"The House approved legislation Friday aimed at making chemical and water treatment facilities less vulnerable to terrorist attack.
The three-part legislation would give federal agencies greater power to require chemical and water plants to meet federally set standards, a policy welcomed by environmentalists but opposed by industry groups. It writes into law anti-terrorism rules in effect since 2007 and gives new enforcement teeth to the Department of Homeland Security over chemical facilities.
The bill, passed 230-193, now goes to the Senate, where action on a companion bill this year is uncertain.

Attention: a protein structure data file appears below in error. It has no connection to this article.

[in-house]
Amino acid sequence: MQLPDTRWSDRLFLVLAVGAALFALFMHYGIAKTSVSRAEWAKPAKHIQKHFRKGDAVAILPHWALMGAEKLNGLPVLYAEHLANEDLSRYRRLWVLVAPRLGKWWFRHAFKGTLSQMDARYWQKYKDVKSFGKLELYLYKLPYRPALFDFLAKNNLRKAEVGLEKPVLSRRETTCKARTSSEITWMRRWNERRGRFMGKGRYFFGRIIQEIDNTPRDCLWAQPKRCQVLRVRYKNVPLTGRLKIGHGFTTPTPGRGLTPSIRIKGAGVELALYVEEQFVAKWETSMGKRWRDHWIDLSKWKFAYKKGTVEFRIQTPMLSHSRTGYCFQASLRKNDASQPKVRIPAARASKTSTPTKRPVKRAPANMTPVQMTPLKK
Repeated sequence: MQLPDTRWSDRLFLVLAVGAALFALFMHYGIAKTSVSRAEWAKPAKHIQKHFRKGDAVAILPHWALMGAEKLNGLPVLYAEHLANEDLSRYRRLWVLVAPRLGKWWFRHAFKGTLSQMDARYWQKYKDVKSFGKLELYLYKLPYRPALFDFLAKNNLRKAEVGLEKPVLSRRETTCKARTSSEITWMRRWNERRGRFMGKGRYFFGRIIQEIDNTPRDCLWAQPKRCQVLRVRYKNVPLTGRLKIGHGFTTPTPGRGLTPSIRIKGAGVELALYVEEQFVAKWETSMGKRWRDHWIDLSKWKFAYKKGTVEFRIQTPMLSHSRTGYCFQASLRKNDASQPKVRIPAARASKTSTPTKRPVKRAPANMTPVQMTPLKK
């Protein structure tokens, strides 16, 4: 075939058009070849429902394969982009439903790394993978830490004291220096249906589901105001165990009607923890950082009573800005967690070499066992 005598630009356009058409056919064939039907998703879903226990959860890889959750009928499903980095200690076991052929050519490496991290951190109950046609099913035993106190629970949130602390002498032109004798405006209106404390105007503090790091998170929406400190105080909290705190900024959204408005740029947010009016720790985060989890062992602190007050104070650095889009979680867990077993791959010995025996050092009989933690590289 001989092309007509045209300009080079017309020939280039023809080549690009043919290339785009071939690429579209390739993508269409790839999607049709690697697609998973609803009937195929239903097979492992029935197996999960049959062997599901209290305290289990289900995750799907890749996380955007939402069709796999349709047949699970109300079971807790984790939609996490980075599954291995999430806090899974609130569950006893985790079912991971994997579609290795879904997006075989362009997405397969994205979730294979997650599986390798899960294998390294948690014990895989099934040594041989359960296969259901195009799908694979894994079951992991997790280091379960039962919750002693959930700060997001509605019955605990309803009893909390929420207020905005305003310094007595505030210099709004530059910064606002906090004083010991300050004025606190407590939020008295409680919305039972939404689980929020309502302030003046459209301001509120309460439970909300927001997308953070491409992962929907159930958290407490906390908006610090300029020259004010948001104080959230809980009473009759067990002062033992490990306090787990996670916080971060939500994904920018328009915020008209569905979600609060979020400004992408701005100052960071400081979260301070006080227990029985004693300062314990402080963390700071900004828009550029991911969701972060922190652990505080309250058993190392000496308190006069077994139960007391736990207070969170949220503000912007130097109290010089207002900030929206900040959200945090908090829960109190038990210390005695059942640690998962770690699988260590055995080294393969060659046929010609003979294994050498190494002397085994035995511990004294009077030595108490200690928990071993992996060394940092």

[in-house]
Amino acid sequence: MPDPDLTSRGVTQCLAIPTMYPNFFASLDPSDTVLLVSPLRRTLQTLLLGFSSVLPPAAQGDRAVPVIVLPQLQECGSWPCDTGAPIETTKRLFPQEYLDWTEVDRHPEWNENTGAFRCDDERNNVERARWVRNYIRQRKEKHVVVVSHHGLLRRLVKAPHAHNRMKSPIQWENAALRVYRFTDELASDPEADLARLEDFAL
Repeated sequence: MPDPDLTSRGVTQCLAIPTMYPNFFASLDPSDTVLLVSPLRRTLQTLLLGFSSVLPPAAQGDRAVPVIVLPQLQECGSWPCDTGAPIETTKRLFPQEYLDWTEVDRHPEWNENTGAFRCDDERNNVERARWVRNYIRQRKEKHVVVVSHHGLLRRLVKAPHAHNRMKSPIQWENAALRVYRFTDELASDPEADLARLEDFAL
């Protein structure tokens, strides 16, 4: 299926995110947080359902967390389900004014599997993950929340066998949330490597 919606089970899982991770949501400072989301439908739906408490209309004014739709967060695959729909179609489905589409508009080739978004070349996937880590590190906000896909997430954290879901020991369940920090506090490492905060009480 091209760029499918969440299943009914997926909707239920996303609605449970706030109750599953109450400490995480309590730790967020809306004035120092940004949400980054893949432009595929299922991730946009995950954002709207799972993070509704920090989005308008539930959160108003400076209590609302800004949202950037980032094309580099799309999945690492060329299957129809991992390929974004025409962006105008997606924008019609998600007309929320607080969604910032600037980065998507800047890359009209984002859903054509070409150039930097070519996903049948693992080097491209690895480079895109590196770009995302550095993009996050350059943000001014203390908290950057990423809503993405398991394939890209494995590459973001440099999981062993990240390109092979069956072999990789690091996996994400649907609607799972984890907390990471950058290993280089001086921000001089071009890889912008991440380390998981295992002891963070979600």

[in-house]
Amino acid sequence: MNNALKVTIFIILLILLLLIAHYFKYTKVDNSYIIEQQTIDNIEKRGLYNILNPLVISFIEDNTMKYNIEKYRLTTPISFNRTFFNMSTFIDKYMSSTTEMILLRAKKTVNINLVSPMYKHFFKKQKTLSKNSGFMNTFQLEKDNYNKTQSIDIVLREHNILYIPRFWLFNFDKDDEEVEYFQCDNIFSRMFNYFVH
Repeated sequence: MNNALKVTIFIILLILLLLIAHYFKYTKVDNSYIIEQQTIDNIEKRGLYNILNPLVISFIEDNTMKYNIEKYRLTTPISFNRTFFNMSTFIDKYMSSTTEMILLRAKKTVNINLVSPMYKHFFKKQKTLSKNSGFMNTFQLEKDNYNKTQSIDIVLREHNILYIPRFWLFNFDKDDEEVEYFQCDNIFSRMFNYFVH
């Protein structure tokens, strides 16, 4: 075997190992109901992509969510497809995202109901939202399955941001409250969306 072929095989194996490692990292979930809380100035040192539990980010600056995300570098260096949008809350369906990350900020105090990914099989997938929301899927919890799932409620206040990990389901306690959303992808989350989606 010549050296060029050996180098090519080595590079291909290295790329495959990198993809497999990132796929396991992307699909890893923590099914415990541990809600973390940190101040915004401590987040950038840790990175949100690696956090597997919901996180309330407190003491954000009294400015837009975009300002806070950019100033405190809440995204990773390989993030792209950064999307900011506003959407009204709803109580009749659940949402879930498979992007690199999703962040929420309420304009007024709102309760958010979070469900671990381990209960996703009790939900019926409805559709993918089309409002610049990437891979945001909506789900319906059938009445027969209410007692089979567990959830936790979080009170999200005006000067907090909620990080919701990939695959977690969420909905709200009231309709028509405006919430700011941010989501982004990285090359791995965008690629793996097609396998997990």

A main sticking point was a provision under which the DHS could require some chemical facilities to use certain chemicals or technologies under what are called inherently safer technology, or IST, standards. Backers of the bill said that would apply to the most at-risk facilities; opponents argued it would saddle smaller plants with costly bureaucratic mandates and result in job cuts.
There were also objections to a provision making it easier for citizens to sue companies and the DHS over safety regulation violations and another allowing states to implement rules tougher than the federal standards."